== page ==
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Friday 24 June 2016

Pevensey Castle, Voices and Roots.

It's a rather strange day, historically, one where my voice could not be heard, my vote could not given.  So, by way of distraction please join me on a recent trip through historical times.

The remains of Pevensey Castle lie on the East Sussex coast.  In 1066 the Normans, led by William the Conqueror, landed here in Pevensey.  A wooden camp/castle was quickly established around the remains of a Roman stone-built fort.  Three weeks after landing, the Normans marched eastwards and fought the English at the Battle of Hastings, won the battle and the rest is history.  Quite literally.


The Normans built a stone castle on this site after the victory.

More has been added to the castle over the centuries, like the rounded buildings in the castle's keep built in Tudor times.
The castle continued to have many uses over the centuries, including during the Napoleonic wars and during WWII.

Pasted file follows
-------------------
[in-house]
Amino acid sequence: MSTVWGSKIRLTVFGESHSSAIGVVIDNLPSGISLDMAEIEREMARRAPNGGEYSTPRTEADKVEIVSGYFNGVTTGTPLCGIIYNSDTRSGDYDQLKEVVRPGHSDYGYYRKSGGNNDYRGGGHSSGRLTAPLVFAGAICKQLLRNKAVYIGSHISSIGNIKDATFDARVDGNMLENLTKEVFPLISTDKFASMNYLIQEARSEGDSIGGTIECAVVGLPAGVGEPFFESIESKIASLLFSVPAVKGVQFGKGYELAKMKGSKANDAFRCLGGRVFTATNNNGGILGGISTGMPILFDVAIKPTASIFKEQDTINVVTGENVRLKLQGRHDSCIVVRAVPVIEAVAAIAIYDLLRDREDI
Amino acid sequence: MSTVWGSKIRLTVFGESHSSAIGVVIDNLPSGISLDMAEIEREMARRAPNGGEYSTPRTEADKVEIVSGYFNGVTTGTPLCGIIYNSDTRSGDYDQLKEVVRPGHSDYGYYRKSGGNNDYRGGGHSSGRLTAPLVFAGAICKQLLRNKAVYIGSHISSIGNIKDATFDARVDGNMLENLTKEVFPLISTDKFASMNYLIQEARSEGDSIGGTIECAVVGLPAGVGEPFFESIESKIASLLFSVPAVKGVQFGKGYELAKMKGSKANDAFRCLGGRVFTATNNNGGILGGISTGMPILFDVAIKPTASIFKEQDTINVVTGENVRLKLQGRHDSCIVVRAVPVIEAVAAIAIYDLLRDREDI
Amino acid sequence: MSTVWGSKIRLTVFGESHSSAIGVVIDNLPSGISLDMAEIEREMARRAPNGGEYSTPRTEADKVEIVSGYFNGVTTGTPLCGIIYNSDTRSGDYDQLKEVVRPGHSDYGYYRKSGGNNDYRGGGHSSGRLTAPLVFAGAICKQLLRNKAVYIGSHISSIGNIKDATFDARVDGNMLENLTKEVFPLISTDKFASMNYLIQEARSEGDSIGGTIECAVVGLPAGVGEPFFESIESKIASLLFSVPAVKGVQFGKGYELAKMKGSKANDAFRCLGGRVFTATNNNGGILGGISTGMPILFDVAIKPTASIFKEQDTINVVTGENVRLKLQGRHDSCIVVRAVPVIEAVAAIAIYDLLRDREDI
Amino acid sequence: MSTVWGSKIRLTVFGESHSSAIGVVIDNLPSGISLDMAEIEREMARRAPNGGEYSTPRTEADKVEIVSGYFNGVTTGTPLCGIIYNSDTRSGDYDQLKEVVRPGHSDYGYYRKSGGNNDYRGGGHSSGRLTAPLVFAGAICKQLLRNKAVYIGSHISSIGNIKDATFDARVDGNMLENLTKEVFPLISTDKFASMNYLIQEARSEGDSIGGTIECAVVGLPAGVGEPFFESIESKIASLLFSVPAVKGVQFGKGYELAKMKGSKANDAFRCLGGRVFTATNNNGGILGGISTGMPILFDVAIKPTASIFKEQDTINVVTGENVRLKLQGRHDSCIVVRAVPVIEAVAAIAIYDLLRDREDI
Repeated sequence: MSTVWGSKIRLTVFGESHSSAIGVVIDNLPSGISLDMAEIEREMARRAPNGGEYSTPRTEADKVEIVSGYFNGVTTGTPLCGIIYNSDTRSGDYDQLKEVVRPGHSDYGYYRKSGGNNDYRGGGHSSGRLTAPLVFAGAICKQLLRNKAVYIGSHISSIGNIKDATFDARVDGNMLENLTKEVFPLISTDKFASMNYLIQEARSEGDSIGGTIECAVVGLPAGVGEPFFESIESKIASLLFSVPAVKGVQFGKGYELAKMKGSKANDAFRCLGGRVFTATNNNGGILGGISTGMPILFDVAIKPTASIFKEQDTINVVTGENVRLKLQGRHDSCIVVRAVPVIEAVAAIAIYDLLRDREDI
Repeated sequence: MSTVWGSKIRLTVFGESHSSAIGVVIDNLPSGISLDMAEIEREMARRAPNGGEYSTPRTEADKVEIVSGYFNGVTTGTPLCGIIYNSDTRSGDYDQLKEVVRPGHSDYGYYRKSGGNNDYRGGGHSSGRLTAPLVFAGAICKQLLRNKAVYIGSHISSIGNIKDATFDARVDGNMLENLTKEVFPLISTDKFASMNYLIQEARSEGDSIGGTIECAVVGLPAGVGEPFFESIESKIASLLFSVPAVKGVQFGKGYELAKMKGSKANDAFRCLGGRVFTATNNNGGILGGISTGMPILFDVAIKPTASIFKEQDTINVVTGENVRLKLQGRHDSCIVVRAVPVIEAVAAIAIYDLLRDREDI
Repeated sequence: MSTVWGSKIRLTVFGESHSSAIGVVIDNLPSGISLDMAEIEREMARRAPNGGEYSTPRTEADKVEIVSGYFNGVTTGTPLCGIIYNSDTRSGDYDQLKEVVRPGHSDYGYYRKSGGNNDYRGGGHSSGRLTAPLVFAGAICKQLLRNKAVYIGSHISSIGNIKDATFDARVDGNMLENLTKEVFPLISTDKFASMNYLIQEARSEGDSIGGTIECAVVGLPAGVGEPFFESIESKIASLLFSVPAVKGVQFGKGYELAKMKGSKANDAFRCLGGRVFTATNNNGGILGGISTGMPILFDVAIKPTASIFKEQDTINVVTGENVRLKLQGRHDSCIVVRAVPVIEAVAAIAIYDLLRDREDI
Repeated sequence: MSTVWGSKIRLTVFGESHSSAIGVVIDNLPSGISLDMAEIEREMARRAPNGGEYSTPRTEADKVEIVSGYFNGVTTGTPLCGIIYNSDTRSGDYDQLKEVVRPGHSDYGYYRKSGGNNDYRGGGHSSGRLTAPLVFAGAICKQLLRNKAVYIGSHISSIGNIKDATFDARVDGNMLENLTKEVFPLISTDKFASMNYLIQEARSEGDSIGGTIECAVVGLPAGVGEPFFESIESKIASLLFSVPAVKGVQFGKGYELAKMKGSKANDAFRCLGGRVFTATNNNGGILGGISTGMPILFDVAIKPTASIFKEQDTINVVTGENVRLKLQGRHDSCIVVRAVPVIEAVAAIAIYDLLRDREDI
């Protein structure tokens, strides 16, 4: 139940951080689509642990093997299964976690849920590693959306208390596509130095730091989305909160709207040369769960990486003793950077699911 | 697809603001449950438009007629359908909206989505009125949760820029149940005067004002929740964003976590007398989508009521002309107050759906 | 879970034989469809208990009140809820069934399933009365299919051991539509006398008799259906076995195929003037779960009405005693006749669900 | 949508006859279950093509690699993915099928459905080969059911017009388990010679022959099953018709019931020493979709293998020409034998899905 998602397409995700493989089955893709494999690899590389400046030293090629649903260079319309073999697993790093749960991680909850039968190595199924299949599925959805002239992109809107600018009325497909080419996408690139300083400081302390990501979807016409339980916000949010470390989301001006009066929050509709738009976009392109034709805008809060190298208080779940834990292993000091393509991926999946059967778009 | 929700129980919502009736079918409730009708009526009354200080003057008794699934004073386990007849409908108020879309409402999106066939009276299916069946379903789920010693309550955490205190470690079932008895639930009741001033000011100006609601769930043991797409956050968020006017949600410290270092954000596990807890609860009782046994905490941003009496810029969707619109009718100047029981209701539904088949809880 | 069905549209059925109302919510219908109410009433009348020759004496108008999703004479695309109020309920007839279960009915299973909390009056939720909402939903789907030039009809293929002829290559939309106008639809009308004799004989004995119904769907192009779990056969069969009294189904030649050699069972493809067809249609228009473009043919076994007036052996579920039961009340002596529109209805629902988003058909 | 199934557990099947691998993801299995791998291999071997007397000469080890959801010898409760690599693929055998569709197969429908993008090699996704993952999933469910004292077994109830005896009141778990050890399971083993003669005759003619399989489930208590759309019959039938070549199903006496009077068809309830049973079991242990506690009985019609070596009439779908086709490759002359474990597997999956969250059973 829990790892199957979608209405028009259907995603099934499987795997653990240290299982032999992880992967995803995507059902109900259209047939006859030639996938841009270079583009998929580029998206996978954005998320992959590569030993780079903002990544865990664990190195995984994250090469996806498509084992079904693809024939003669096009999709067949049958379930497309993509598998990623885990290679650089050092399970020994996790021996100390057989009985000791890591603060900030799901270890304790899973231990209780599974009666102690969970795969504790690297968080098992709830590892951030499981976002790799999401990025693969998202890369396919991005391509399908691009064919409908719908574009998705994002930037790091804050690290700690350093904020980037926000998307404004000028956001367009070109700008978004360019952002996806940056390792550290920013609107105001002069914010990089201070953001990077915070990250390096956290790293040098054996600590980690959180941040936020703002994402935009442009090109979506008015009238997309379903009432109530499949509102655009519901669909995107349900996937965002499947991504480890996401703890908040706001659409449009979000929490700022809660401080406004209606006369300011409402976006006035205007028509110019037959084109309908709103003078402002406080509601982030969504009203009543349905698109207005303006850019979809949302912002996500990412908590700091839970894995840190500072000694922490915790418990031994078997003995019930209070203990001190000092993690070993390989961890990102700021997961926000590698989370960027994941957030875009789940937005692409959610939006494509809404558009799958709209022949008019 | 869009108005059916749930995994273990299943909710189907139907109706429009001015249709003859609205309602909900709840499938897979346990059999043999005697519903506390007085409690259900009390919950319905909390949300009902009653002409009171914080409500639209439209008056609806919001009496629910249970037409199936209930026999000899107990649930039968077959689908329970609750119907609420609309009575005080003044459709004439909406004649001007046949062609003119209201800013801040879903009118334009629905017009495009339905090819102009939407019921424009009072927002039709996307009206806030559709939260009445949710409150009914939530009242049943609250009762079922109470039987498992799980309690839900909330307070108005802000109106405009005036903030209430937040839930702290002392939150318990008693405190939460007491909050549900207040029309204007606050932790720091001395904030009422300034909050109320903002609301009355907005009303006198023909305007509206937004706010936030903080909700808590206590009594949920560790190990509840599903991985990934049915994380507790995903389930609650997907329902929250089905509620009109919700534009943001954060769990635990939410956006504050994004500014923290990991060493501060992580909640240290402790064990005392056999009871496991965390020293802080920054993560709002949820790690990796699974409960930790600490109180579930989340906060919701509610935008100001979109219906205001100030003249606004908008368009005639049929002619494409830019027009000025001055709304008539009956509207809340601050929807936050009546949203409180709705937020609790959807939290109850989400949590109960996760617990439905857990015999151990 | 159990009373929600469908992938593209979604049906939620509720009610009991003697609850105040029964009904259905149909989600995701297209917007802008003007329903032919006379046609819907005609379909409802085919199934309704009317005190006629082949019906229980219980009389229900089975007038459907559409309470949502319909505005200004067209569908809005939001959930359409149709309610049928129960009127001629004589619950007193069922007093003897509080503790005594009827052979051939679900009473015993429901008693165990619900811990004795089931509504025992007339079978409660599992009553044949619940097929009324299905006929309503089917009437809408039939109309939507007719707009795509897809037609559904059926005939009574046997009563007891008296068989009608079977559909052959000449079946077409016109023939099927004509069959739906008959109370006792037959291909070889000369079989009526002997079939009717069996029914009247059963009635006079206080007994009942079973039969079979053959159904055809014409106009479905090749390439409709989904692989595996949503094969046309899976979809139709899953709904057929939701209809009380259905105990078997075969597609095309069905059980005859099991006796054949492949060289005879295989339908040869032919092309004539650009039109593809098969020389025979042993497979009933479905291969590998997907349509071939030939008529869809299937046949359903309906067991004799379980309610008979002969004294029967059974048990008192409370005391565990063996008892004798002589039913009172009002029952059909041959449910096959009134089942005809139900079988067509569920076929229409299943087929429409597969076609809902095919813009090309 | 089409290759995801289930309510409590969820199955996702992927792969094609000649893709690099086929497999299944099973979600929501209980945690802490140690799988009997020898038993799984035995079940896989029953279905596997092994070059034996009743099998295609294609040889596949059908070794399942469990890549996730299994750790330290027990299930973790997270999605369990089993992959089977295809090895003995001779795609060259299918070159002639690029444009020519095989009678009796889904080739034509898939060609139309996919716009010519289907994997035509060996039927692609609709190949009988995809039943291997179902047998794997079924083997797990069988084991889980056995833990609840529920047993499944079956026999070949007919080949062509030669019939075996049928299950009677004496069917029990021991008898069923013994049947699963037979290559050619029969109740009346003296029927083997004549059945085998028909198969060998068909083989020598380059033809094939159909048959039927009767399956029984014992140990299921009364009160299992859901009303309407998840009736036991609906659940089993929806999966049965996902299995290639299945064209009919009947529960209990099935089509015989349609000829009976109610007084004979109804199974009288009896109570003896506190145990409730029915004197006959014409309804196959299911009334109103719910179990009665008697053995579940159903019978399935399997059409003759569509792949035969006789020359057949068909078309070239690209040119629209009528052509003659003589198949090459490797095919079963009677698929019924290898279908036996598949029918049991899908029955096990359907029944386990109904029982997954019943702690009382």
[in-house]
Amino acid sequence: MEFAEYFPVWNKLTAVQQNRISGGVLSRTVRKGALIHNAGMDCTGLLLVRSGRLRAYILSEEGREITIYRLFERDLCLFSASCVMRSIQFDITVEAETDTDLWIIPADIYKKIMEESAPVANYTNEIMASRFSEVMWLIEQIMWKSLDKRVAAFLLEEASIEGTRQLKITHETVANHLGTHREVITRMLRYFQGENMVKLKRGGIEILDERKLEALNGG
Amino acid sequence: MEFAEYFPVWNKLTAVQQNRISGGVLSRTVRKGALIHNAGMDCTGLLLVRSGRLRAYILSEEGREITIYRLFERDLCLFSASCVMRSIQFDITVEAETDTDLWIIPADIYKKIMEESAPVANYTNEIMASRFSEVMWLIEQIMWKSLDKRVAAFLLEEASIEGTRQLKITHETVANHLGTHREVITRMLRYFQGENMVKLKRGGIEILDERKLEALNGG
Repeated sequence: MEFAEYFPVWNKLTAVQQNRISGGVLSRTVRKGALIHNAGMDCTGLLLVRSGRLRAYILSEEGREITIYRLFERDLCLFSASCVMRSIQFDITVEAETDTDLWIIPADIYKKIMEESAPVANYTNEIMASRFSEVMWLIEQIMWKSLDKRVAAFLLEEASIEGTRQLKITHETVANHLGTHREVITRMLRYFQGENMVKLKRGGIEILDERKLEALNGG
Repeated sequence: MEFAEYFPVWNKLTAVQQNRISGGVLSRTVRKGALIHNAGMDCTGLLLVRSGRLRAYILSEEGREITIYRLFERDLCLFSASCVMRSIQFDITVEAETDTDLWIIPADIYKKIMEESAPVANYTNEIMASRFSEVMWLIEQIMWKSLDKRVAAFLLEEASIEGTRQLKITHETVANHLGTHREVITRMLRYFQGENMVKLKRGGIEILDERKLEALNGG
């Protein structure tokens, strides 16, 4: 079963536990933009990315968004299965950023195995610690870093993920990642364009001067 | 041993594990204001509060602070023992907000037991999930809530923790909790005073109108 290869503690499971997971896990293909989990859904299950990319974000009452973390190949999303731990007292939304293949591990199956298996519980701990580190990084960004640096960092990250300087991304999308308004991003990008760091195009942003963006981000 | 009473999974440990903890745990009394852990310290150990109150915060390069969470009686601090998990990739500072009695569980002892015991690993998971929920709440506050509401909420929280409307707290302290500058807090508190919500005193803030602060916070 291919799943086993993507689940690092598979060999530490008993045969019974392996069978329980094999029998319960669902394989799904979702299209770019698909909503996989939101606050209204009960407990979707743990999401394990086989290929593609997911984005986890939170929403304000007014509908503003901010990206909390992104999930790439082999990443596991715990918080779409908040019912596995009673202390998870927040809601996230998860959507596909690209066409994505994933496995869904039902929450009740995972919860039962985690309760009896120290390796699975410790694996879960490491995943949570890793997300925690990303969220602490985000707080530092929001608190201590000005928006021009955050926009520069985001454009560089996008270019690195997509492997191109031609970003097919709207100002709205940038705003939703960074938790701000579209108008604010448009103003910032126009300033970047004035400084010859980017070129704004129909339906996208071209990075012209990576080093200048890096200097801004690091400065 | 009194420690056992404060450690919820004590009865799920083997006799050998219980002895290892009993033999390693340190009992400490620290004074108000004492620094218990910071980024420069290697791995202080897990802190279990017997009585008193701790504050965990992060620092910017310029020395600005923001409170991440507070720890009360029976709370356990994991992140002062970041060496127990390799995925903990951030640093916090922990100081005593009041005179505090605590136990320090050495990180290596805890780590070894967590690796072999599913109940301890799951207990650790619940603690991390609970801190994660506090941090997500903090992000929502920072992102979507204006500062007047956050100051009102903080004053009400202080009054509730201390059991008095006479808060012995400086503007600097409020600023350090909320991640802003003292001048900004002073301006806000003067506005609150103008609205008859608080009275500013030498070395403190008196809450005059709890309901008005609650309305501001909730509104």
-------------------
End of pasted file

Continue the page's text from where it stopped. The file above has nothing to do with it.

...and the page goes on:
Restoration work is being carried out but this Tudor canon is left on view.

In the pathway under the window area is a grille door to an underground Oubliette ("a little forgotten"?!), where prestigious prisoners were held to ransom. 

Here is one of the remaining entrance walls built in Roman times.  Pretty amazing, huh?  A marriage of flint, brick and stone. 

I learned how the original Roman fort was established to repel landing Saxon pirates.
At that time, the fort lay next to the sea.  Over time the sea has receded in the area.

Here's more of the Roman site.  The fort covered a much larger area than the Norman castle.
With apologies for my messy-tourist look, BTW, I was reahlly suffering badly from pollen that day and had lost the will :-(.

Taking in all this information, of Roman occupation, Saxon pirates, Norman conquerers, adding Vikings to the mix and the "ethnic" Picts, Celts and Angles, I stood in the castle grounds and thought of "who I think I am".  Genealogy is only as good as the records that are written, and in the greater scheme of things I had to reply "I haven't a clue".  Pretty humbling.
So maybe in the greater scheme of things, history tells me that who I am is really about where I am right now.

And that was where I left those thoughts, that day, in that ruined castle, on a piece of land we now call England.
The thoughts of a pensioner who just wanted to flop out on a sofa, with a box of tissues, indoors away from the pollen, and close her burning, streaming eyes!

A la perchoine.

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